Do pet isopods bite?

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Written By Charlotte Miller

In the last few decades, the world of exotic pet keeping has expanded and improved in ways few can imagine. That also means that many newcomers to the hobby are trying their hand at raising more exotic animals, such as isopods. Now, these crustaceans are kept for a variety of reasons ranging from tasty snacks for other pets to compost creators. Regardless, most of these people inquiring about raising and owning these critters likely have a few questions about them.

Namely, can they possibly be harmful? Are they aggressive? Can they bite and does it hurt? Fortunately, this guide is here to answer those questions and more, seeking to give you a guide on how to harmoniously live with your new isopods.

Do Isopods Bite?

Isopods are naturally detritivores. This essentially means that they thrive on a diet of all that is old and rotten. From old vegetables to animal wastes, they’re happy to put it all away. Because of their eating habits, however, they have developed fairly small, weak mouthparts that are more accustomed to softer foods. While some marine species may certainly be large enough to cause some damage, any isopod you find for sale will be much too small to properly bite you. 

So, the answer to our big question is technically no. An isopod will have no ability to break skin or harm you no matter how hard it tries to bite.  

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Their Typical Threat Response

Isopods are more built for defense than offense. Their durable, hard exoskeletons make excellent protection in most circumstances. Rather than pick a fight, they would much rather prefer to curl up into a protective ball and roll away when threatened. Yes, this is where their nickname of “rolly polly” comes from. 

While this response may seem somewhat amusing and cute to some, we would not recommend that you purposely and unnecessarily stress out any animal.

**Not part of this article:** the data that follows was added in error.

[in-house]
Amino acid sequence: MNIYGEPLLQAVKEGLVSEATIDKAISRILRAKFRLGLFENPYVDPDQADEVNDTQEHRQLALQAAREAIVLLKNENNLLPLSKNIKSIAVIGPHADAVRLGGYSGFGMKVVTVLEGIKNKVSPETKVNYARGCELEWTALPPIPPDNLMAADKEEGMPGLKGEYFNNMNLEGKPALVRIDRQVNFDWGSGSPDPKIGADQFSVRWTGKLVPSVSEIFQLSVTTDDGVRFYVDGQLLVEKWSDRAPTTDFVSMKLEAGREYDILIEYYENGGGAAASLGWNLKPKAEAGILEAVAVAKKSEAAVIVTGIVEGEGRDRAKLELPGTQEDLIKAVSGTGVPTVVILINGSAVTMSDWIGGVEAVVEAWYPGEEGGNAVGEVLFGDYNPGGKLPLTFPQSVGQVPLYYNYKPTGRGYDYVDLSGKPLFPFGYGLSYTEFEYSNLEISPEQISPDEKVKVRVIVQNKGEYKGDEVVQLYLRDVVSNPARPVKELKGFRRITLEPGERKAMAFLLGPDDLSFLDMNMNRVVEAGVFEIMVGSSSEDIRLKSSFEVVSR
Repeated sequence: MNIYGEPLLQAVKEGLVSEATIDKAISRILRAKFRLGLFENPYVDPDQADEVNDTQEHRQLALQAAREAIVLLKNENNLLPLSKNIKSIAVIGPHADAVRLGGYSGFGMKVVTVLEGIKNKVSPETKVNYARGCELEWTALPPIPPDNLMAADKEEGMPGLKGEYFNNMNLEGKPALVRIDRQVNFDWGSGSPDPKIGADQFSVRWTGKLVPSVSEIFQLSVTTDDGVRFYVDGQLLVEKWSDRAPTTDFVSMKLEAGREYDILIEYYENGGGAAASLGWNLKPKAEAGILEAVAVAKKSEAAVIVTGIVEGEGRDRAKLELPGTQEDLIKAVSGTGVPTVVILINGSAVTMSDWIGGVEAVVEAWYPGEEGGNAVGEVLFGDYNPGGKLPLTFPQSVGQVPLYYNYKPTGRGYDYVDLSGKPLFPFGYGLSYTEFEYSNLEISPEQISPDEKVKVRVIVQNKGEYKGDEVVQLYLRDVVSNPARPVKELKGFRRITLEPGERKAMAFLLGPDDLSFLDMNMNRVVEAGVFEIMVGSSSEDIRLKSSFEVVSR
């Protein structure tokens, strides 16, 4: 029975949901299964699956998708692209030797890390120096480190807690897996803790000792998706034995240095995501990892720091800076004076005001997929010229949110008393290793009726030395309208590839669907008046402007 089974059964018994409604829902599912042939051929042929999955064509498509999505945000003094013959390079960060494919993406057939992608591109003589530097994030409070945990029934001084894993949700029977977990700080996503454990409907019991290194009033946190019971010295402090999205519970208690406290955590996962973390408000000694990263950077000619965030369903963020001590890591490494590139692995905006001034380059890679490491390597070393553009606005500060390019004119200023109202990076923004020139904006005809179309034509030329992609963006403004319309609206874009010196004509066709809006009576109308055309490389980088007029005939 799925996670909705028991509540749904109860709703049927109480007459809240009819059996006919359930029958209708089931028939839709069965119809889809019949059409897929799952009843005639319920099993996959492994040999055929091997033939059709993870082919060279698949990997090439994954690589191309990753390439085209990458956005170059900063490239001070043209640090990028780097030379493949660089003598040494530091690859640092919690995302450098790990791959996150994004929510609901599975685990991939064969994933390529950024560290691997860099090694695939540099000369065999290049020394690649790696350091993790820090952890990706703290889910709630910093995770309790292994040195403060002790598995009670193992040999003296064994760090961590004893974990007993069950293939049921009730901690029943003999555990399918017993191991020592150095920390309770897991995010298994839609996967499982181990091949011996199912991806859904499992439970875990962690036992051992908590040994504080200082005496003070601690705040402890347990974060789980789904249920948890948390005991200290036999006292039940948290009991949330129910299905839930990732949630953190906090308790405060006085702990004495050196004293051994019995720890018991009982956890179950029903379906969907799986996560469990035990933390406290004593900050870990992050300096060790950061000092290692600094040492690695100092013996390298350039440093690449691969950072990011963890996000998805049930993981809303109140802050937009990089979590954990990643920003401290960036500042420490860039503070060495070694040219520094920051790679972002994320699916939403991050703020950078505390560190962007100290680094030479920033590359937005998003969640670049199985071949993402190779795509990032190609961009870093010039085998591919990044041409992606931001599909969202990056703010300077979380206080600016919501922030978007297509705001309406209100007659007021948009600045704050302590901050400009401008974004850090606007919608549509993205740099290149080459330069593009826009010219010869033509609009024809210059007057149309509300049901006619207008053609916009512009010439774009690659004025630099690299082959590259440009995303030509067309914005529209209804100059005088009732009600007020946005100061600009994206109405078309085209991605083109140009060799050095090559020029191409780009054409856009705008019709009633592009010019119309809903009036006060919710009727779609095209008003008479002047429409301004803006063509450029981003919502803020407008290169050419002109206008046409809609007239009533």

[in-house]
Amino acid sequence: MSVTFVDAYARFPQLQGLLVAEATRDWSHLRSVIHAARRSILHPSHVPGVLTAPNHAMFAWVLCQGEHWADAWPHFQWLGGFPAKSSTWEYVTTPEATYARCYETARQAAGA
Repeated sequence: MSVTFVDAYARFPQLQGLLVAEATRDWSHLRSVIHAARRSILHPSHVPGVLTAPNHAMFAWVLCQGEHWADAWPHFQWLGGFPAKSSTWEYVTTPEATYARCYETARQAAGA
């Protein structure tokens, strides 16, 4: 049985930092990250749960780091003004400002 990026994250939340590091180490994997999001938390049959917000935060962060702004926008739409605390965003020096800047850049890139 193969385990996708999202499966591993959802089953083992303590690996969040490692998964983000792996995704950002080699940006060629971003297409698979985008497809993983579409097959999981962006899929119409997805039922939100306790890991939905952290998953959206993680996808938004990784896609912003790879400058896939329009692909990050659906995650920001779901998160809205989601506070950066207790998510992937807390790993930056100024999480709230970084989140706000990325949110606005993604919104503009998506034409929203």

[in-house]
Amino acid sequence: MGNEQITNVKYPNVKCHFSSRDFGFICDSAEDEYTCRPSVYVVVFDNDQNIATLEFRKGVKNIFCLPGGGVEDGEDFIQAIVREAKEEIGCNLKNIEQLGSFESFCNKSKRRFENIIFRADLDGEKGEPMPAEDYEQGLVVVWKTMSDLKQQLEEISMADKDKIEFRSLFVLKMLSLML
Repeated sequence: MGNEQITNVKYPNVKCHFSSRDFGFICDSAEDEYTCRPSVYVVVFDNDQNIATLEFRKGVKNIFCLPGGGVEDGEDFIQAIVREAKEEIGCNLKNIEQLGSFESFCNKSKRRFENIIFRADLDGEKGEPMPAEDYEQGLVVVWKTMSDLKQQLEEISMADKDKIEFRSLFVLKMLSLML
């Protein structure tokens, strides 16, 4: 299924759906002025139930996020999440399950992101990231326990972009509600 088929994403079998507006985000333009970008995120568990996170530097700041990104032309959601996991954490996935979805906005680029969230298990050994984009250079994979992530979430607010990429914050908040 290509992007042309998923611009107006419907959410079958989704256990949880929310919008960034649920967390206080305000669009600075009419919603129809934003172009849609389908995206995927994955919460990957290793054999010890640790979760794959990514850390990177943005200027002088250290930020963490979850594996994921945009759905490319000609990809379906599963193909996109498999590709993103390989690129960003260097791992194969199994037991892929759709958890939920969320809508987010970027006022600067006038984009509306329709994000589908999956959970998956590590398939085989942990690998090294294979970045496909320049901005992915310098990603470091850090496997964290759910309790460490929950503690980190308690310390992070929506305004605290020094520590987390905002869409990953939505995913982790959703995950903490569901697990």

How to Handle Your Isopod

While pet isopods may be completely harmless, it is important to understand how to properly handle and transport them. When they first arrive, you can expect your pill bugs to be shipped in a small plastic container between layers of sphagnum moss. To get your new crustaceans into their permanent container, gently shake the moss over their new home and allow them to fall in. Just try to avoid shaking so hard that some individuals fly outside of the container. 

If you need to carry them around for any reason (such as transferring into another tank or vivarium), there are better options than picking them up in your hands, which can cause damage to them. It is also an easy way to allow your pillbugs to escape. Instead, we would recommend transferring your specimens with a spoon into a plastic cup that has ventilation holes.

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Final Thoughts

Many people have a natural fear of anything that crawls. While some insects and crustaceans can certainly pack painful bites, isopods are just about the safest creature you can keep in your home. If you are seeking out isopods for sale, you certainly will not have to worry about them causing any damage to you or other pets.